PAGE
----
Visitors are allowed to carry a firearm in Glacier National Park. Federal law, as of 2010, allows the carrying of firearms within national parks and wildlife refuges consistent with state law. Although visitors are allowed to carry firearms, it is illegal to discharge a firearm in Glacier National Park.

Hiking in Glacier National Park

Make Plans Now for a Great Fall Hiking Trip to Glacier National Park

Glacier National Park is a great place to visit anytime of the year, but during the fall it's an especially wonderful time. In addition to weather that is usually spectacular, and with fewer crowds, hikers will have many options for viewing beautiful fall colors, especially those of aspens and western larch.

Roughly 55% of Glacier National Park is covered by forest. Of that percentage, roughly 90% is coniferous forest. The remaining 10% is considered to be deciduous forest, and is primarily made up of aspen, western larch and black cottonwood.

Some of the best places to see aspens, in all their shimmering golden yellow and orange glory, are on the eastern side of the Continental Divide. Towards the end of September is usually the best time to see aspens at their peak, and some of the best trails to find them include Redrock Falls, Bullhead Lake, Swiftcurrent Pass and Apikuni Falls in the Many Glacier area, Oldman Lake, Pitamakan Pass and Firebrand Pass in the Two Medicine area, the Beaver Pond Loop near the St. Mary entrance, as well as the Forest and Fire Nature Trail near the Camas Creek Entrance (just north of Apgar). Bowman Lake near the northwestern corner of the park is another great option.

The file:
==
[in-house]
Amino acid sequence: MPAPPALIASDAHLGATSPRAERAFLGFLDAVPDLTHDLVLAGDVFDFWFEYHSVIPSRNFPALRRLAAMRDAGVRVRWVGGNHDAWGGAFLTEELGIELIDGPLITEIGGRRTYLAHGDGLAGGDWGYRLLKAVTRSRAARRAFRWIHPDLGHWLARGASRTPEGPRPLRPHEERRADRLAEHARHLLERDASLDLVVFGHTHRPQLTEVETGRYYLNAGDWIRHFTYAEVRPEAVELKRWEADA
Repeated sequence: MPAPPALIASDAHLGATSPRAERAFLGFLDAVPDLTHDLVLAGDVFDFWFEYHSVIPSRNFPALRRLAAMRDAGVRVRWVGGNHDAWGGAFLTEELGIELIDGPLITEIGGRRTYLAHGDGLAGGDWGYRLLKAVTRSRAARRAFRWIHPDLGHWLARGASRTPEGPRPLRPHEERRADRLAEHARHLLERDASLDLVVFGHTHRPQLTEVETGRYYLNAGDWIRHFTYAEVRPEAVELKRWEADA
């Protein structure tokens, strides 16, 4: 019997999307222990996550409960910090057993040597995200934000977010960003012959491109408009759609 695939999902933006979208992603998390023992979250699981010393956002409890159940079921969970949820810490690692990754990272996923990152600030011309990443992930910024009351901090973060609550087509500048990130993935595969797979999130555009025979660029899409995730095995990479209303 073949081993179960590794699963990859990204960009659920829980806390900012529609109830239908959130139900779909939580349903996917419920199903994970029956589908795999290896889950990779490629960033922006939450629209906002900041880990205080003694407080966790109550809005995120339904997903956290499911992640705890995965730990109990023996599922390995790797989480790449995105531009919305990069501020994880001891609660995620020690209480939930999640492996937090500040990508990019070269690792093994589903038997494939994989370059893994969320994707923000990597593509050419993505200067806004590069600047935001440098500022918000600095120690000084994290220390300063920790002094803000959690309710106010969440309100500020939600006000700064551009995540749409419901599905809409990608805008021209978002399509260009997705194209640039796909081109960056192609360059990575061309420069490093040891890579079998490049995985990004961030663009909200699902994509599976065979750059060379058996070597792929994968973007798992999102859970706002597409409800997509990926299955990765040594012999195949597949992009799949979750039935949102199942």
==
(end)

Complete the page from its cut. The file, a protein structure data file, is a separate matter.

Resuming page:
Western larch:

The western and southern portions of Glacier are some of the best places to see larch as they turn bright yellow during the mid-to-late October timeframe. Although western larch, also known as tamaracks, appears to be an evergreen, they’re actually needle-bearing deciduous trees. After turning golden yellow in the fall, these trees lose their needles, and appear to be dead during the winter months.

If you wish to hike among the larch during the fall, visit any of the trails from the Sperry Chalet Trailhead near the Lake McDonald Lodge. This would include hikes up to Sperry Chalet, Snyder Lake and the Mt. Brown Lookout. On the western end of Lake McDonald, Rocky Point is another great choice. Any of the trails on the southern end of the park, such as Loneman Lookout, Scalplock Mountain Lookout or the South Boundary Trail, are all excellent options for viewing tamaracks at peak color.

The park strongly urges autumn hikers to make sure they are familiar with safety precautions while traveling in bear country, and to be prepared for variable temperatures and rapidly changing weather conditions.

If you do plan to visit Glacier this fall, be sure to visit the accommodation page on our hiking website to help with all your vacation planning.

Hiking in Glacier National Park